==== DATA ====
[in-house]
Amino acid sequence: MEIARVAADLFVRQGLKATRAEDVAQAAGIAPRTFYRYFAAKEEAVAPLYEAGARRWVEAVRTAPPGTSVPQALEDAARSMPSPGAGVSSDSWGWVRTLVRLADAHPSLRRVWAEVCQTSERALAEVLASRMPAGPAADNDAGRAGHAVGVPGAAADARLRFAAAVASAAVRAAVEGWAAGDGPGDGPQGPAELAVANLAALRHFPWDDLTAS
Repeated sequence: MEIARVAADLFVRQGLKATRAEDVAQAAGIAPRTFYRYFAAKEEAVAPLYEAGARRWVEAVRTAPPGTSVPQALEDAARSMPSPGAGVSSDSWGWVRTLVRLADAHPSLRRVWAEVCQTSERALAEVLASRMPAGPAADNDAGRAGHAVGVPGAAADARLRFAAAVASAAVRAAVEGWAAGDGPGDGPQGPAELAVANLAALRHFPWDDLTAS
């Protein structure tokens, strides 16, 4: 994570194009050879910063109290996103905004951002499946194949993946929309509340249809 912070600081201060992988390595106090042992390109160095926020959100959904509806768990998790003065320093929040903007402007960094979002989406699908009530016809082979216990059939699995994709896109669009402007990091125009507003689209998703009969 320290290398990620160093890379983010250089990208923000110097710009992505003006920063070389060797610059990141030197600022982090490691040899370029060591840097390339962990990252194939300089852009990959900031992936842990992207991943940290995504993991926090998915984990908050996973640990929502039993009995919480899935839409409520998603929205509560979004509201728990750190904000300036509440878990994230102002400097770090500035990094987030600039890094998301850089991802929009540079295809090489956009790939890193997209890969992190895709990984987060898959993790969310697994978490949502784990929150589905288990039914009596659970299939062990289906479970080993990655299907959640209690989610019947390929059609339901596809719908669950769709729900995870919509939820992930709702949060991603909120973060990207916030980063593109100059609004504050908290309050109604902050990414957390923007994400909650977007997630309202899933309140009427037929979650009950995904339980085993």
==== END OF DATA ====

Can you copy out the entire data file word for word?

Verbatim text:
[in-house]
Amino acid sequence: MEIARVAADLFVRQGLKATRAEDVAQAAGIAPRTFYRYFAAKEEAVAPLYEAGARRWVEAVRTAPPGTSVPQALEDAARSMPSPGAGVSSDSWGWVRTLVRLADAHPSLRRVWAEVCQTSERALAEVLASRMPAGPAADNDAGRAGHAVGVPGAAADARLRFAAAVASAAVRAAVEGWAAGDGPGDGPQGPAELAVANLAALRHFPWDDLTAS
Repeated sequence: MEIARVAADLFVRQGLKATRAEDVAQAAGIAPRTFYRYFAAKEEAVAPLYEAGARRWVEAVRTAPPGTSVPQALEDAARSMPSPGAGVSSDSWGWVRTLVRLADAHPSLRRVWAEVCQTSERALAEVLASRMPAGPAADNDAGRAGHAVGVPGAAADARLRFAAAVASAAVRAAVEGWAAGDGPGDGPQGPAELAVANLAALRHFPWDDLTAS
């Protein structure tokens, strides 16, 4: 994570194009050879910063109290996103905004951002499946194949993946929309509340249809 912070600081201060992988390595106090042992390109160095926020959100959904509806768990998790003065320093929040903007402007960094979002989406699908009530016809082979216990059939699995994709896109669009402007990091125009507003689209998703009969 320290290398990620160093890379983010250089990208923000110097710009992505003006920063070389060797610059990141030197600022982090490691040899370029060591840097390339962990990252194939300089852009990959900031992936842990992207991943940290995504993991926090998915984990908050996973640990929502039993009995919480899935839409409520998603929205509560979004509201728990750190904000300036509440878990994230102002400097770090500035990094987030600039890094998301850089991802929009540079295809090489956009790939890193997209890969992190895709990984987060898959993790969310697994978490949502784990929150589905288990039914009596659970299939062990289906479970080993990655299907959640209690989610019947390929059609339901596809719908669950769709729900995870919509939820992930709702949060991603909120973060990207916030980063593109100059609004504050908290309050109604902050990414957390923007994400909650977007997630309202899933309140009427037929979650009950995904339980085993």